Cassettes Won’t Listen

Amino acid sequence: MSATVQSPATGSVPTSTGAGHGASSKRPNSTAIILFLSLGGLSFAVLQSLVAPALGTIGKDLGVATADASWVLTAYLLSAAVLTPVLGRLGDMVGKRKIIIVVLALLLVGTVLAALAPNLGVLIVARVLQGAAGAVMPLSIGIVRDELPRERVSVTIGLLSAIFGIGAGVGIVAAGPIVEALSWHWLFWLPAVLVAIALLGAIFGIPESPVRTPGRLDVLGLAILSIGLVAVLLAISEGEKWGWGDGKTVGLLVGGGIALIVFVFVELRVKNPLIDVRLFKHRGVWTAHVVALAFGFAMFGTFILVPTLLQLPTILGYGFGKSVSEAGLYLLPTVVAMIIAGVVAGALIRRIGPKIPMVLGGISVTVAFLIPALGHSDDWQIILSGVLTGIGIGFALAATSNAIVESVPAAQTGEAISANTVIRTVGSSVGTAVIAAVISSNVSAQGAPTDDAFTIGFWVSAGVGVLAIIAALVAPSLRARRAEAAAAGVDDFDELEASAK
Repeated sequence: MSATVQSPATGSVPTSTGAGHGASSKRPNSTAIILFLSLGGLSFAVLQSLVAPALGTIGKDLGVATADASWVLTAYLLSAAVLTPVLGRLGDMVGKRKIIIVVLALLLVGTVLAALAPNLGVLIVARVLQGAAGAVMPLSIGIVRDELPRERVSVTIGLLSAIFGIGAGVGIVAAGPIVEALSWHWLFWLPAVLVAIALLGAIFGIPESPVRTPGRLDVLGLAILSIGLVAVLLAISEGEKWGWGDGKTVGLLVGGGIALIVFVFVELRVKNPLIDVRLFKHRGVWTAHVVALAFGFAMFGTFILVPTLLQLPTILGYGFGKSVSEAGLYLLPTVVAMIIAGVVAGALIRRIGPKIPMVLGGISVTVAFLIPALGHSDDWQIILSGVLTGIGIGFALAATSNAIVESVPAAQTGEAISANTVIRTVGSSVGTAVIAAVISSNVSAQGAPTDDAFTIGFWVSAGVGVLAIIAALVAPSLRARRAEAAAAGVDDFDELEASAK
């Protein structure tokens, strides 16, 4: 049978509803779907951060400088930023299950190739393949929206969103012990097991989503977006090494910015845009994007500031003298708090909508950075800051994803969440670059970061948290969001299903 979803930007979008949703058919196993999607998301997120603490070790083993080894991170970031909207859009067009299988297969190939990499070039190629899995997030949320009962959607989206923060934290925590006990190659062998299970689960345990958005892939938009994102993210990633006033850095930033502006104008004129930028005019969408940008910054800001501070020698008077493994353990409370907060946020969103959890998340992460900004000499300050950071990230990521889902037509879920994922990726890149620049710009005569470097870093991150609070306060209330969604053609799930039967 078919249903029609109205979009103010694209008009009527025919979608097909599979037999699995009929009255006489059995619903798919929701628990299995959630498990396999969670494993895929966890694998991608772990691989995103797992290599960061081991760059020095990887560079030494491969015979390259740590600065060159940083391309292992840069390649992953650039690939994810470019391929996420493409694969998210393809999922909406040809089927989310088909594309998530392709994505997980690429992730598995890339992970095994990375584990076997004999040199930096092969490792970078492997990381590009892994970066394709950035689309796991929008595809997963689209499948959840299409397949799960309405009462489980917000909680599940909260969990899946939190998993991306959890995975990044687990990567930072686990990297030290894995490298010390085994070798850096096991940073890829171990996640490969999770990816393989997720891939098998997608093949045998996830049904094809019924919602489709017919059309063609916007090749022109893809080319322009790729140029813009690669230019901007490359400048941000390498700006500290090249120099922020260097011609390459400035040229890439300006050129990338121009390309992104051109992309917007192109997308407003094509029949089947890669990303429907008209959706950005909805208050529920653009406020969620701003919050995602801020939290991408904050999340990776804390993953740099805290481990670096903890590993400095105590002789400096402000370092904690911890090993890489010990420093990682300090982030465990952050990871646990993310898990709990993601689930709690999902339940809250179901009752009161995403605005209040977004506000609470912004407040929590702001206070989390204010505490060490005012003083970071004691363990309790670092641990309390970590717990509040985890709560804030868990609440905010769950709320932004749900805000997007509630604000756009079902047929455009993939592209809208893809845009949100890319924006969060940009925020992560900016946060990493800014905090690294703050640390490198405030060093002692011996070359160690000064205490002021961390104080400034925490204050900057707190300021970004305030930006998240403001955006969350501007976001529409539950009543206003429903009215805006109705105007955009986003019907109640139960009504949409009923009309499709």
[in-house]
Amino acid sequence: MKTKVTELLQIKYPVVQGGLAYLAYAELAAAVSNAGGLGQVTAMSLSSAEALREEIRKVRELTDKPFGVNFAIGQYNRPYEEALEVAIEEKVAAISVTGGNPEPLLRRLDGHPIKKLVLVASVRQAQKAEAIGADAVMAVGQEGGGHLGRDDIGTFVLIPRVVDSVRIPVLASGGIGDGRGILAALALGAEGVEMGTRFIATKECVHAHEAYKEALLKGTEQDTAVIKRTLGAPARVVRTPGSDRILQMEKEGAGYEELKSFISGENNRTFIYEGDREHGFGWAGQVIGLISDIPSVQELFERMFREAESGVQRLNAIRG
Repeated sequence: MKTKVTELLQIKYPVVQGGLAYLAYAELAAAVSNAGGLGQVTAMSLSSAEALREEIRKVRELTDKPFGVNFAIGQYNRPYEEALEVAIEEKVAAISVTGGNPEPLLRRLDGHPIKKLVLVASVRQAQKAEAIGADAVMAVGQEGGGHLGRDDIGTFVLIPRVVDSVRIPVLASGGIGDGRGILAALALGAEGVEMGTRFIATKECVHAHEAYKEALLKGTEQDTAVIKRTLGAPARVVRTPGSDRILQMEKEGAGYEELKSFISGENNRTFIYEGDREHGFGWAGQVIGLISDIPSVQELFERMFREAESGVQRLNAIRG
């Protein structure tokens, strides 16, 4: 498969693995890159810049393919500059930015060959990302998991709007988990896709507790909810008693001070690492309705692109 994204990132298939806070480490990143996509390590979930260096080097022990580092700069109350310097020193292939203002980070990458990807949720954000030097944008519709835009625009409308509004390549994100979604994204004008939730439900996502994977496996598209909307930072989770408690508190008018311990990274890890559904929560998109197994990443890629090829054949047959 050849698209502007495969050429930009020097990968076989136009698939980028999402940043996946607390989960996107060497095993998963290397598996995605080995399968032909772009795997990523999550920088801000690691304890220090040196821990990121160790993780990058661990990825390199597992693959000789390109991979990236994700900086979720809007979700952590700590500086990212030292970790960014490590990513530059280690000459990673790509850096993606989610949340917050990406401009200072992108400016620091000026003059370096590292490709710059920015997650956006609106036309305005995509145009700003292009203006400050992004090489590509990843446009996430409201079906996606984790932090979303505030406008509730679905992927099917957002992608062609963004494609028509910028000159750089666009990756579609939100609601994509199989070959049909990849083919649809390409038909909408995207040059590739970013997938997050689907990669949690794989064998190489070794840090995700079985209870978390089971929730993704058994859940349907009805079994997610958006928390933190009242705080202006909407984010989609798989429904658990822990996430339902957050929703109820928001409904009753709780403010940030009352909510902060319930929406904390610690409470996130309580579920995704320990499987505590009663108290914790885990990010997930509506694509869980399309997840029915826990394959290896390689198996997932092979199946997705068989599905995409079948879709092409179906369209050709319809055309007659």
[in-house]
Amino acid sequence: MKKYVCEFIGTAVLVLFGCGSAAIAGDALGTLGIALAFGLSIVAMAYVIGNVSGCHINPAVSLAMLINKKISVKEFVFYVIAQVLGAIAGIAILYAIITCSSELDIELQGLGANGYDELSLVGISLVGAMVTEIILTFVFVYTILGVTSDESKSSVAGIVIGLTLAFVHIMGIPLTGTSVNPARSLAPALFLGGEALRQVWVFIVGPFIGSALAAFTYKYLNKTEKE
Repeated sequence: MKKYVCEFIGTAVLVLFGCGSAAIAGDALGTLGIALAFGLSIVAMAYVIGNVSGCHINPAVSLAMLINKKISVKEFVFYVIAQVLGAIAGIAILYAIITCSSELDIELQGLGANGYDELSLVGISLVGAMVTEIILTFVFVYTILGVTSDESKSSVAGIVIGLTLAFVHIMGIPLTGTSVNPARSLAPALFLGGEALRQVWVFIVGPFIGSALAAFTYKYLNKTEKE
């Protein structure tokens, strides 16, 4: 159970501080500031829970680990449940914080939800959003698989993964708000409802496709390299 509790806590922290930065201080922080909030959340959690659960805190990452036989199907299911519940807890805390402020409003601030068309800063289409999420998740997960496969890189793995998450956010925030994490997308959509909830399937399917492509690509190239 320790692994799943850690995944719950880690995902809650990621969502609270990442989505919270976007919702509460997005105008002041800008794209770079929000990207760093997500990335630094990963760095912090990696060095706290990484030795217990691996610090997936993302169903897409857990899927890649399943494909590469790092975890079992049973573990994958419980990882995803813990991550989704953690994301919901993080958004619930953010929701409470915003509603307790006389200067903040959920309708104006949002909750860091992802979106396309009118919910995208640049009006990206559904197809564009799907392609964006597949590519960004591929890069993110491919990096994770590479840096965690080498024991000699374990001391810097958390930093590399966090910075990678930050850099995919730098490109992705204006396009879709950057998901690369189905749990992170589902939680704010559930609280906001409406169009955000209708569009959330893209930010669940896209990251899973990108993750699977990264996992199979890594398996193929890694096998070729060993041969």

It’s easy to categorize bedroom bard Jason Drake as a melancholic recluse, his Brooklyn malaise chasing him into the arms of song. Drake’s latest release under the Cassettes Won’t Listen moniker wilts with self-pity and everyman despair. “The Finish Line” is a race around life’s hippodrome that ends with a photo-finish defeat (“The image says we didn’t win”). “Thought we could save the world,” Drake sighs in “The Broadcast.” “Right before it all ended.” Drake is tortured, but only by the evasive melodies caprioling through his head. What he does finally capture and commit to tape reveals an innate ability to dissolve lyrical bleakness with sound, as well as an affinity for plaything melodies. The levitating melody on “Large Radio” suggests an 8-bit video-game system. “Two Kids” details delinquency birthed from boredom, but the backdrop is a goofy, Aphex Twin-meets-New Order template. Small-Time Machine doesn’t re-imagine the pop/electronic alloy, but the array of ebullient, overdubbed pianos and synths, guitars rubbed with brambles, and plastic verve from the drumbeats guarantee that if Drake’s words become too much of a downer … well, you can always get up and dance.